The long-feared perils of public schools

The Interim
By Rory Leishman
In a 19th century classic, the eminent philosopher John Stuart Mill admonished parents not to hand over the education of their children to the state. He warned: “A general State education is a mere contrivance for moulding people to be exactly like one another: and as the mould in which it casts them is that which pleases the predominant power in the government, whether this be a monarch, a priesthood, an aristocracy, or the majority of the existing generation, in proportion as it is efficient and successful, it establishes a despotism over the mind, leading by natural tendency to one over the body.”
Consider, in this respect, the ominous decision of the British Columbia Education Ministry to introduce a radical new course on “social justice” for Grade 12 students in the public schools. Among the legally prescribed “learning outcomes” for the course is the requirement that all students must “describe social injustice based on characteristics including … marital and family status, religion and faith, sex [and] sexual orientation.”
In particular, the ministry’s guidelines suggest that teachers require their students to “analyse specific historical and contemporary examples of injustice in Canada” in relation to such matters as “reproduction rights” for women as well as “marriage, adoption [and] spousal rights” for “people who are LGBT” – that is to say, lesbian, gay, bisexual or transgendered. There is even the suggestion that teachers assign their students to “describe limitations on the scope of human rights legislation” in relation to “gender” and “sex-trade workers.”
Imagine that: Perhaps some Grade 12 student in British Columbia will get an “A” this year for a homework paper urging the Supreme Court of Canada to write equality rights for prostitutes and cross-dressing homosexuals into section 15 of the Canadian Charter of Rights and Freedoms.
Parents all across Canada should beware: Given the steadily deteriorating moral standards throughout our country, a course of twisted propaganda that begins as an option for Grade 12 students in British Columbia could soon end up as compulsory in all public schools.
Not even the publicly funded Catholic schools of Ontario are immune to the moral degradation prevalent in the secular public schools. How otherwise can one explain the decision of the Ontario English Catholic Teachers’ Association to have Michelle Landsberg, the former columnist for The Toronto Star and shameless advocate of abortion on demand and same-sex marriage, serve as the keynote speaker at the union’s annual meeting in August?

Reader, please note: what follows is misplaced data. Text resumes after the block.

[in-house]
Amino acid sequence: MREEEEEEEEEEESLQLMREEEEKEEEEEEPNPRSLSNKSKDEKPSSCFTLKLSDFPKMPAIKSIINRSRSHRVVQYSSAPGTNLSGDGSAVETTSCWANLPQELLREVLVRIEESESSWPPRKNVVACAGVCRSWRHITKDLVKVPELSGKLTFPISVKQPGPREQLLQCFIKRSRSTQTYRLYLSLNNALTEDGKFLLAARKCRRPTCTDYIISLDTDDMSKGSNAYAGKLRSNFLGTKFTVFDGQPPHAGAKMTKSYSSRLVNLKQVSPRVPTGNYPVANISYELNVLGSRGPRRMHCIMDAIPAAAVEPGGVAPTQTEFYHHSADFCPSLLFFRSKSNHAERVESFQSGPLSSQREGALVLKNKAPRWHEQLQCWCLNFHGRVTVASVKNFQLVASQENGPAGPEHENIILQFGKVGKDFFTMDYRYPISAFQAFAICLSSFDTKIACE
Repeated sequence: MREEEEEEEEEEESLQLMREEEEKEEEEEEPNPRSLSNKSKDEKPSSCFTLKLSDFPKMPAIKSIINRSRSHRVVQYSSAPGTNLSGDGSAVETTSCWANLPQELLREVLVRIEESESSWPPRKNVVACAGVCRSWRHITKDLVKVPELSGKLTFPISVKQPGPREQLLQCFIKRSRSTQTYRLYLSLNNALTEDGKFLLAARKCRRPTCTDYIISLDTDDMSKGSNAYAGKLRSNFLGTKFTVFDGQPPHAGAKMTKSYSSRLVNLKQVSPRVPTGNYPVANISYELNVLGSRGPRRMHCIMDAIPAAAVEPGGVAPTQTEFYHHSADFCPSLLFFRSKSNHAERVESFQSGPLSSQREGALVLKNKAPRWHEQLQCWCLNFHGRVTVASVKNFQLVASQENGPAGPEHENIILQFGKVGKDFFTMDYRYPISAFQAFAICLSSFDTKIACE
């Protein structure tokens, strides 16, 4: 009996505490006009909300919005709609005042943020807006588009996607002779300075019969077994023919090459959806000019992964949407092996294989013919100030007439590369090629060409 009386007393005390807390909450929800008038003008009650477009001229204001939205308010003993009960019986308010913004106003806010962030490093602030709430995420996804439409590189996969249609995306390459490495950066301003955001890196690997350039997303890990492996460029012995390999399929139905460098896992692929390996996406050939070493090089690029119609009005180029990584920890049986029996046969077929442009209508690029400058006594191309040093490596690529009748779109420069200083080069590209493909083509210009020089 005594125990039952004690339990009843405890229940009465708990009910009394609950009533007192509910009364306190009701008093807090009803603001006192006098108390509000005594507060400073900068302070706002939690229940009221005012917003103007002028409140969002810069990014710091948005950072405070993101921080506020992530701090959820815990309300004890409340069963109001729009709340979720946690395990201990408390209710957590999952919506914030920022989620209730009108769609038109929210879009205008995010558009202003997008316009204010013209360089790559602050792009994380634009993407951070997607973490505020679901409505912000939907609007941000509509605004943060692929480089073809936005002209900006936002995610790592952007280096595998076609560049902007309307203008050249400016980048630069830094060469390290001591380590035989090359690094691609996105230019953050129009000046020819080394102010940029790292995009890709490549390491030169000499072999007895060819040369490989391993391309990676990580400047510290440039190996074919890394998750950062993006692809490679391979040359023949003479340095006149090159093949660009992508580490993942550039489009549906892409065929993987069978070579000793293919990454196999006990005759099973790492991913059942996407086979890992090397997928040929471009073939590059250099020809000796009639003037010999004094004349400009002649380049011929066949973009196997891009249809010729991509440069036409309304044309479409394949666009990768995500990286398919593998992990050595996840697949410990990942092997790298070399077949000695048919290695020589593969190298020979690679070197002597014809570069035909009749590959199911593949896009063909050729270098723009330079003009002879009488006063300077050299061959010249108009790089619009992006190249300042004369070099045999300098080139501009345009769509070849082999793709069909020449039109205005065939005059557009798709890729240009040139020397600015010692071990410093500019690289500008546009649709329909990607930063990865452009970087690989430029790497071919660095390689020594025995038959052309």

In every province of Canada, all teachers and principals employed in the public schools, both secular and Catholic, must belong to an authorized teachers’ union. It’s the leaders of these unions together with like-minded ideologues in the provincial education ministries who set the moral tone for the public schools.
To an ever increasing extent, the state is also imposing its prescribed curricula on independent schools. For example, last year, the Quebec Ministry of Education warned independent Christian schools that they must provide their students with a government-approved course in sex education. Meanwhile, during the current election campaign in Ontario, Progressive Conservative Leader John Tory is promising to extend funding to independent faith-based schools if they agree to “teach the Ontario curriculum.”
The whole point of an independent school is to teach the curriculum preferred by the parents for their children. The state should not interfere in this process unless there is reason to believe that the school is depriving its students of basic skills in reading, writing and arithmetic or serving as a breeding ground for terrorists.
As it is, we Canadians have ignored Mill’s warning about the perils of a general state education. We have allowed most of our schools to come under the control of government bureaucrats and union bosses who exercise a despotism of the mind over the children in their care.
And as Mill predicted, that despotism of the mind is naturally leading to a despotism of the body. Sooner or later, some stalwart Christian in Canada who insists that sexual intercourse should be confined within marriage between a man and a woman will be convicted and fined by a human rights tribunal and, ultimately, jailed by the appellate courts for steadfastly defying the orthodoxy of gay rights as inculcated in our state-run schools.